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Newmarket: Hatchfield Farm plans approved - but final decision rests with Government

00:05 03 July 2014

Horses ride on Warren Hill, protesting against the Hatchfield Farm housing development in Newmarket last week.

Horses ride on Warren Hill, protesting against the Hatchfield Farm housing development in Newmarket last week.

Archant

Controversial plans for up to 400 homes at Hatchfield Farm in Newmarket have been approved by councillors however the Secretary of State for Communities and Local Government may now call in the application.

Last night Forest Heath District Council’s development control committee deliberated over Lord Derby’s proposal, which the horseracing industry in Newmarket strongly opposes, before voting 10/5 in favour.

The outline planning application for up to 400 homes, associated open space and two new accesses onto the A142 (Fordham Road) is a scaled-back version of a previous application for up to 1,200 homes, which was refused both by the council and then the Secretary of State at appeal.

The committee was told by the council’s lawyer that should they approve the Hatchfield Farm application, which includes 120 affordable homes, the Secretary of State reserved the right to call it in.

Speaking after the committee’s decision, William Gittus, chairman of the Newmarket Horsemen’s Group, which represents a range of horseracing industry organisations, said: “Now the Secretary of State has an opportunity to call it in which clearly I hope he will do.”

The officer’s report to the committee recommended the application was approved, subject to a section 106 agreement.

It said on the basis of the evidence submitted “there is no evidence to suggest that the proposed development would harm the horseracing industry”.

Many objections against the plans were raised by those involved in all aspects of the horseracing industry, council officer Philippa Kelly said, with concerns around the long-term effects on the industry, and extra traffic and infrastructure.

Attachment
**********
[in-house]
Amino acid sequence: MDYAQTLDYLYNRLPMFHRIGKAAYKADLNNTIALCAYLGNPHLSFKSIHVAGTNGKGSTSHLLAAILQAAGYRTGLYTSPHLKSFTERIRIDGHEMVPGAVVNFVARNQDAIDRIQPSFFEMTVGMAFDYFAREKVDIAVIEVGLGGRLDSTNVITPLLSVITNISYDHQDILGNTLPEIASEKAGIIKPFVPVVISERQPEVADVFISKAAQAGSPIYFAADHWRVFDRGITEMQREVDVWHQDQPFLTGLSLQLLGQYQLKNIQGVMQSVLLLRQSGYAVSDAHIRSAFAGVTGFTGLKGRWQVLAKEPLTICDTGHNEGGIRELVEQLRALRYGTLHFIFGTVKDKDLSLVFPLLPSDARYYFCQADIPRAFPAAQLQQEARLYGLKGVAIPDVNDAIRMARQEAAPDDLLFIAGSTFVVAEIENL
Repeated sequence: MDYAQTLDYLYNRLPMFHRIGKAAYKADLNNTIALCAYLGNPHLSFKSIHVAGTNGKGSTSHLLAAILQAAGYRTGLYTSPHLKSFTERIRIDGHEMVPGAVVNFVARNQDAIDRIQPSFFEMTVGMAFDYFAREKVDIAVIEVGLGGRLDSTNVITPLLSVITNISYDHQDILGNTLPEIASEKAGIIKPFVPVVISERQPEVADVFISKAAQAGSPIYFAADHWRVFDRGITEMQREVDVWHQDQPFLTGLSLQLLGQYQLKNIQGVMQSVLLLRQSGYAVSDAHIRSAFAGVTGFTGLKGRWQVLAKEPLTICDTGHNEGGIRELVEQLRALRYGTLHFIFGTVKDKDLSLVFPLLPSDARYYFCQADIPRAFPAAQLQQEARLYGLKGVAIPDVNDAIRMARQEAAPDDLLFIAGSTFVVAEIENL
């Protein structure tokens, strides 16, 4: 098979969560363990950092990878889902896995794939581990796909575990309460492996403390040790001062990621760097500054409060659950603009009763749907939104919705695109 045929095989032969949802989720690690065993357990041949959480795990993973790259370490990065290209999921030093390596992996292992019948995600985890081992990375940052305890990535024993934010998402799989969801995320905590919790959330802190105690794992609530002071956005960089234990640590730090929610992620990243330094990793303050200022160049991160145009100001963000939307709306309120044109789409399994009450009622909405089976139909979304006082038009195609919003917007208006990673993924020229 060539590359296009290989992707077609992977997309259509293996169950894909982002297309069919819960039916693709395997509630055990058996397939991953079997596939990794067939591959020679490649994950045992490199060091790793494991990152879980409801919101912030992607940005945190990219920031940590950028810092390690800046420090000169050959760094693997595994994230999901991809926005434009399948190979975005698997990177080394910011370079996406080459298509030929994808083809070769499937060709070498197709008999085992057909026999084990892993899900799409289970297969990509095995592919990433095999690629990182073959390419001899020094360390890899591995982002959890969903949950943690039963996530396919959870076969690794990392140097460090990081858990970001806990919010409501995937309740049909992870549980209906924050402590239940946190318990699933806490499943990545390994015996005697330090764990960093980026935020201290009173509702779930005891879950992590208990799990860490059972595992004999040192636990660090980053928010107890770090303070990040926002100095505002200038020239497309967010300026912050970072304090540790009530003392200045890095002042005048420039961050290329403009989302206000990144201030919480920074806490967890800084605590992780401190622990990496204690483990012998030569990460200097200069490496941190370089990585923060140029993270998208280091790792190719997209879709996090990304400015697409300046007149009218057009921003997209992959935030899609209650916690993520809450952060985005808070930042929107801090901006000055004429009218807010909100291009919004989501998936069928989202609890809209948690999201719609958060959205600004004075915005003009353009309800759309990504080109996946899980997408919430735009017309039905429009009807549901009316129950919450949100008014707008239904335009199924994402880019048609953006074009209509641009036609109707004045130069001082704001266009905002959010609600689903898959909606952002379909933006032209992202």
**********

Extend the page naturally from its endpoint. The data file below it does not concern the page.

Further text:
More than 100 representations were submitted raising issues and objections, yet only one letter of support was received. Newmarket Town Council was amongst those who objected.

Speaking ahead of the debate, Hugh Anderson, MD of Godolphin and a director of Darley Stud, said: “Newmarket has all the facilities a top owner and breeder could possibly want, but these facilities are being put under increasing risk as the town becomes more urbanised.”

He said it was “virtually impossible” to provide evidence of the scheme’s adverse impact on the industry as it was yet to happen, but: “If you want evidence look at the people in the gallery, in the room next door, standing outside and protesting.”

Councillor Simon Cole said he could not see the plans harming the horseracing industry in the town, adding: “I think in times of austerity it’s time to put people ahead of the horse in Newmarket.”

Councillor Andy Drummond, however, felt the application was “premature”. Traffic was also deliberated upon heavily during the discussion.

As well as affordable homes, other benefits from the scheme include a site for a primary school and contributions towards highways improvements.

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